How to Make a Better Presentation: 24 Mistakes to Avoid
October 30, 2009
By Daniel B. Hier, MD, MBA, FAAN, AAN.com Associate Editor for Education
When you are called on to speak at a course given by the AAN or another organization, the audience has an opportunity to evaluate your content, your slides, your syllabus, and your presentation. Barbara Scherokman, MD, FAAN, FACP, covered some of the key ingredients to an effective neurology presentation in the article, Effective Neurology Presentations.
Audience evaluations of AAN Annual Meeting speakers show that presenter mistakes an adverse effect on an otherwise superb lecture. Below is a list of common errors that you should avoid so you can ace your next lecture.
- Don't make your tables/charts too small. Tables on your slides are fine, but be sure they can be read from the back of the room.
- Remember the scale of your presentation. The corollary to the first point: If you have images on your slides, make them big so that they fill the screen.
- Don't run over your time. Respect the schedule—the audience hates it when you run over.
- Don't speak in a monotone. Try to put some life in your voice and vary the intonation. Speak with a sense of passion and dynamism.
- Don't read your slides. Use your slides strictly as a prompt for what you want to say. The audience can read the slides—it's deadly dull for someone to read through a slide word-for-word.
- Don't forget to update your content. Some of us have been giving the same lecture for several years. Always stimulate the audience with something new!
- Don't forget to rehearse your talk. Even the best speakers rehearse. You will be more effective if you have rehearsed. Get a listener who is unfamiliar with your topic to critique your presentation.
- Don't include too many slides. One slide per minute is almost certainly too many. A more realistic pace is to divide the time in minutes by two to get a reasonable slide count. Audiences don't want to be overwhelmed with slides and information.
- Don't use a font size less than 20 or 30 points. Anything smaller will be unreadable and will generate too many words on the screen. Arial and other sans serif fonts work best.
- Don't use hard-to-read font colors. Red or black on blue, or yellow on white, are combinations that are hard to read. Best to stick with black on white, blue on white, yellow on blue, or white on blue.
- Don't use lots of jargon, acronyms, or abbreviations. The odds are good that not everyone in the audience will understand some or most of your abbreviations, acronyms, or jargon, so limiting them will increase audience comprehension.
- Don't talk about something different than your title. Stick to the subject advertised in your title. The audience hates bait-and-switch lectures that fail to address the topic in the lecture title.
- Don't forget to leave time for questions and answers. The audience wants to ask questions to clarify parts of your talk that were less clear to them.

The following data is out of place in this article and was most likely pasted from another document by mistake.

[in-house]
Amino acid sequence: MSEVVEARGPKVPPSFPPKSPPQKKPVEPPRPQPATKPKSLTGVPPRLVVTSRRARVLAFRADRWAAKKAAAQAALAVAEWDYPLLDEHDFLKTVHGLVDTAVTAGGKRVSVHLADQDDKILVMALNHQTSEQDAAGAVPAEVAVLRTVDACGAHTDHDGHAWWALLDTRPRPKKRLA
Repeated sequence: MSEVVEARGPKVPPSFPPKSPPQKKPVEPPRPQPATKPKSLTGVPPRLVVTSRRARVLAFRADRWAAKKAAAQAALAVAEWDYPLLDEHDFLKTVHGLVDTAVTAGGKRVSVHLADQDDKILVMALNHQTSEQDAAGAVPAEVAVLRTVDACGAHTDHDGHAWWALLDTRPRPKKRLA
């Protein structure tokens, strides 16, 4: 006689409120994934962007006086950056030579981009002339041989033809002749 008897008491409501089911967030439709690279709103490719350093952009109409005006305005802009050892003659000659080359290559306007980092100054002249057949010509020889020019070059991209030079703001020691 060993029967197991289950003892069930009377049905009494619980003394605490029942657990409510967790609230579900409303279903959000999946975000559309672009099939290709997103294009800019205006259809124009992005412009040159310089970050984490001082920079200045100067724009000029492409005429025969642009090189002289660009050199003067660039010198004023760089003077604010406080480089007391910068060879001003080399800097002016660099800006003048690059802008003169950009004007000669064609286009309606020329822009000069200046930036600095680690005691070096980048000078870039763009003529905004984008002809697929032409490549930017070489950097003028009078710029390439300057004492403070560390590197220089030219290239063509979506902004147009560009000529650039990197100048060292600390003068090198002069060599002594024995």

- Don't talk too fast. This is the most common complaint voiced by our audiences. Audiences hate it when speakers rush through the talk, skip slides, or flip through the slides too quickly.
- Don't drift off the main topic. In a typical talk lasting 30 to 40 minutes, you will only be able to cover four or five main points. Stick to the main thrust of your talk as captured by your lecture title.
- Don't forget to proofread your slides. Audiences can become annoyed and distracted by typos on your slides.
- Don't overwhelm your audience with excessive detail. Many of the members of the audience will be sitting through six to eight hours of lectures or even more. They will be overwhelmed by excessive detail and you will lose their attention.
- Don't forget to involve your audience as active learners. Good speakers learn ways to involve their audiences, through questions or intriguing case studies. Some course are now equipped with an audience response systems (ARS).
- Don't plug yourself, your hospital, or your books. Audiences don't like speakers who are shamelessly egotistical and boast about their knowledge or expertise.
- Don't try to cover too much.
- Don't stay at an elementary level too long. Your audience wants solid new information that they can use. It is fine to start simple, but be sure that your talk is not mired at a level that is too elementary for your audience.
- Don't fall in the trap of appearing sarcastic, biased, or intolerant.
- Don't forget case studies if appropriate.
- Don't neglect to balance anecdotal information with evidence-based information.
In summary, audiences at our Annual Meetings and elsewhere want speakers who are crisp, concise, organized, humble but confident, and rehearsed. Speakers who receive high ratings speak deliberately (but not too slowly), clearly, and with dynamism. Their slides are legible and their syllabuses are informative. Highly rated speakers stay on point, involve their audiences as active learners, stay on schedule, use their allotted time effectively, don't rush through their slides, allow time for questions, and end on time.
Within the past 24 months, Dr. Hier received compensation for medical legal consulting. In the same period he gave expert testimony in medical malpractice cases.